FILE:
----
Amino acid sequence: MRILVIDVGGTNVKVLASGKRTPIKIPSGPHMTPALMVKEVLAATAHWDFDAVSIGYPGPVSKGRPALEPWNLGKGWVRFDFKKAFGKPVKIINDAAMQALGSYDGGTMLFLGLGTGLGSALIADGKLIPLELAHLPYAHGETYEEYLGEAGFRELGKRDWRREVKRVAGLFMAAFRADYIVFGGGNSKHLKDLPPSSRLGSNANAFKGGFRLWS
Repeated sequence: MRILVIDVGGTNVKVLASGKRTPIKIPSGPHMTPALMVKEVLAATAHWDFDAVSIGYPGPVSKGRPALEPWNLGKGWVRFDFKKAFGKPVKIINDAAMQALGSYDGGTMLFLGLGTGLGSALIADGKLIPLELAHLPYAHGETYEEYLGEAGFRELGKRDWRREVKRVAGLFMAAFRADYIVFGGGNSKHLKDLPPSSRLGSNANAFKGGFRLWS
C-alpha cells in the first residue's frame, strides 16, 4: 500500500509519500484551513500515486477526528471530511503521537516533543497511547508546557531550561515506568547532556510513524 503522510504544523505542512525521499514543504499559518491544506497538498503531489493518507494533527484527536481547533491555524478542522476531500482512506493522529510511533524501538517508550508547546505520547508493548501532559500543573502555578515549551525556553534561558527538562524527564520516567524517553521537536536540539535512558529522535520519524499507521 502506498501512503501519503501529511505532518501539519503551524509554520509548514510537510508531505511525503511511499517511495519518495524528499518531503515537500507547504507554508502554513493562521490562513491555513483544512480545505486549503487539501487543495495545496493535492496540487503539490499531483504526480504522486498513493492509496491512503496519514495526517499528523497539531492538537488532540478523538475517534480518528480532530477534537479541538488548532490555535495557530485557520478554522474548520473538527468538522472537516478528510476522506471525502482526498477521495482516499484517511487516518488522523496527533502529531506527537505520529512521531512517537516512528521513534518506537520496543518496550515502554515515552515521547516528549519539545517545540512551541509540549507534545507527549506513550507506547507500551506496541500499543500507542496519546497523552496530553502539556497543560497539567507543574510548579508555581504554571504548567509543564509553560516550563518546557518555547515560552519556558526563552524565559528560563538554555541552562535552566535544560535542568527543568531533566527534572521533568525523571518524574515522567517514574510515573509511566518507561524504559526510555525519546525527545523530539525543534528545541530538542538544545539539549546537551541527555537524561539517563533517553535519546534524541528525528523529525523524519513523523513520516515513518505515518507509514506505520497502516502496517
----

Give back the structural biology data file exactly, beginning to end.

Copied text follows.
Amino acid sequence: MRILVIDVGGTNVKVLASGKRTPIKIPSGPHMTPALMVKEVLAATAHWDFDAVSIGYPGPVSKGRPALEPWNLGKGWVRFDFKKAFGKPVKIINDAAMQALGSYDGGTMLFLGLGTGLGSALIADGKLIPLELAHLPYAHGETYEEYLGEAGFRELGKRDWRREVKRVAGLFMAAFRADYIVFGGGNSKHLKDLPPSSRLGSNANAFKGGFRLWS
Repeated sequence: MRILVIDVGGTNVKVLASGKRTPIKIPSGPHMTPALMVKEVLAATAHWDFDAVSIGYPGPVSKGRPALEPWNLGKGWVRFDFKKAFGKPVKIINDAAMQALGSYDGGTMLFLGLGTGLGSALIADGKLIPLELAHLPYAHGETYEEYLGEAGFRELGKRDWRREVKRVAGLFMAAFRADYIVFGGGNSKHLKDLPPSSRLGSNANAFKGGFRLWS
C-alpha cells in the first residue's frame, strides 16, 4: 500500500509519500484551513500515486477526528471530511503521537516533543497511547508546557531550561515506568547532556510513524 503522510504544523505542512525521499514543504499559518491544506497538498503531489493518507494533527484527536481547533491555524478542522476531500482512506493522529510511533524501538517508550508547546505520547508493548501532559500543573502555578515549551525556553534561558527538562524527564520516567524517553521537536536540539535512558529522535520519524499507521 502506498501512503501519503501529511505532518501539519503551524509554520509548514510537510508531505511525503511511499517511495519518495524528499518531503515537500507547504507554508502554513493562521490562513491555513483544512480545505486549503487539501487543495495545496493535492496540487503539490499531483504526480504522486498513493492509496491512503496519514495526517499528523497539531492538537488532540478523538475517534480518528480532530477534537479541538488548532490555535495557530485557520478554522474548520473538527468538522472537516478528510476522506471525502482526498477521495482516499484517511487516518488522523496527533502529531506527537505520529512521531512517537516512528521513534518506537520496543518496550515502554515515552515521547516528549519539545517545540512551541509540549507534545507527549506513550507506547507500551506496541500499543500507542496519546497523552496530553502539556497543560497539567507543574510548579508555581504554571504548567509543564509553560516550563518546557518555547515560552519556558526563552524565559528560563538554555541552562535552566535544560535542568527543568531533566527534572521533568525523571518524574515522567517514574510515573509511566518507561524504559526510555525519546525527545523530539525543534528545541530538542538544545539539549546537551541527555537524561539517563533517553535519546534524541528525528523529525523524519513523523513520516515513518505515518507509514506505520497502516502496517